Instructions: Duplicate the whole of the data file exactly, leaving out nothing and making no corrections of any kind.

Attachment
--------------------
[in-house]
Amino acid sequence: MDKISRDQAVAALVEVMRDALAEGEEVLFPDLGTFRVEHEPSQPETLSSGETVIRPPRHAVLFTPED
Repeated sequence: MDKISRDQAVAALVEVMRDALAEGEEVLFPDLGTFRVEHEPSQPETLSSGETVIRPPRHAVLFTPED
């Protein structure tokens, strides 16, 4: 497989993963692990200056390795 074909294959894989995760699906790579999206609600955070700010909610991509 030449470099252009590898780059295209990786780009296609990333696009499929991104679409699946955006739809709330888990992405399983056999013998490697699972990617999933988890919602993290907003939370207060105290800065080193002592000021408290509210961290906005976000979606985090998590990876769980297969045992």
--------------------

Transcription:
[in-house]
Amino acid sequence: MDKISRDQAVAALVEVMRDALAEGEEVLFPDLGTFRVEHEPSQPETLSSGETVIRPPRHAVLFTPED
Repeated sequence: MDKISRDQAVAALVEVMRDALAEGEEVLFPDLGTFRVEHEPSQPETLSSGETVIRPPRHAVLFTPED
């Protein structure tokens, strides 16, 4: 497989993963692990200056390795 074909294959894989995760699906790579999206609600955070700010909610991509 030449470099252009590898780059295209990786780009296609990333696009499929991104679409699946955006739809709330888990992405399983056999013998490697699972990617999933988890919602993290907003939370207060105290800065080193002592000021408290509210961290906005976000979606985090998590990876769980297969045992």